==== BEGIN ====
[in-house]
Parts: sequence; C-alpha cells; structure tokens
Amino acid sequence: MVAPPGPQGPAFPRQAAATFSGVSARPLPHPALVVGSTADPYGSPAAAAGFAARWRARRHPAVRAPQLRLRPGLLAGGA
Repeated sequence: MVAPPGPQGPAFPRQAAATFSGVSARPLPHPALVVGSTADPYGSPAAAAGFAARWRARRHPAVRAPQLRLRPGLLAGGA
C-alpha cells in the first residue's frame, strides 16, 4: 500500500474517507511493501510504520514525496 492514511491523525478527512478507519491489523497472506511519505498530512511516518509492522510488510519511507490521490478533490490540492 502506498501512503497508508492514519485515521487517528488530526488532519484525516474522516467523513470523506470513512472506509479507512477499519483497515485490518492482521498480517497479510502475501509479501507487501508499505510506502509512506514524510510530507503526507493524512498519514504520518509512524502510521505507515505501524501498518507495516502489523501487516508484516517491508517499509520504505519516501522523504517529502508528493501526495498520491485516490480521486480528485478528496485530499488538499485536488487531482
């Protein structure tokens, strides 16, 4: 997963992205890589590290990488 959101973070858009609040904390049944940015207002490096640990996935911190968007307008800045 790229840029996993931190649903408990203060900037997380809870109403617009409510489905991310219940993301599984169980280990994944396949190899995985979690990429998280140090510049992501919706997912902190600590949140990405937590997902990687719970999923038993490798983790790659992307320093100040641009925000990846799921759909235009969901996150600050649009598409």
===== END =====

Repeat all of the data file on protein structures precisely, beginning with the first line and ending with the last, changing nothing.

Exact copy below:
[in-house]
Parts: sequence; C-alpha cells; structure tokens
Amino acid sequence: MVAPPGPQGPAFPRQAAATFSGVSARPLPHPALVVGSTADPYGSPAAAAGFAARWRARRHPAVRAPQLRLRPGLLAGGA
Repeated sequence: MVAPPGPQGPAFPRQAAATFSGVSARPLPHPALVVGSTADPYGSPAAAAGFAARWRARRHPAVRAPQLRLRPGLLAGGA
C-alpha cells in the first residue's frame, strides 16, 4: 500500500474517507511493501510504520514525496 492514511491523525478527512478507519491489523497472506511519505498530512511516518509492522510488510519511507490521490478533490490540492 502506498501512503497508508492514519485515521487517528488530526488532519484525516474522516467523513470523506470513512472506509479507512477499519483497515485490518492482521498480517497479510502475501509479501507487501508499505510506502509512506514524510510530507503526507493524512498519514504520518509512524502510521505507515505501524501498518507495516502489523501487516508484516517491508517499509520504505519516501522523504517529502508528493501526495498520491485516490480521486480528485478528496485530499488538499485536488487531482
């Protein structure tokens, strides 16, 4: 997963992205890589590290990488 959101973070858009609040904390049944940015207002490096640990996935911190968007307008800045 790229840029996993931190649903408990203060900037997380809870109403617009409510489905991310219940993301599984169980280990994944396949190899995985979690990429998280140090510049992501919706997912902190600590949140990405937590997902990687719970999923038993490798983790790659992307320093100040641009925000990846799921759909235009969901996150600050649009598409």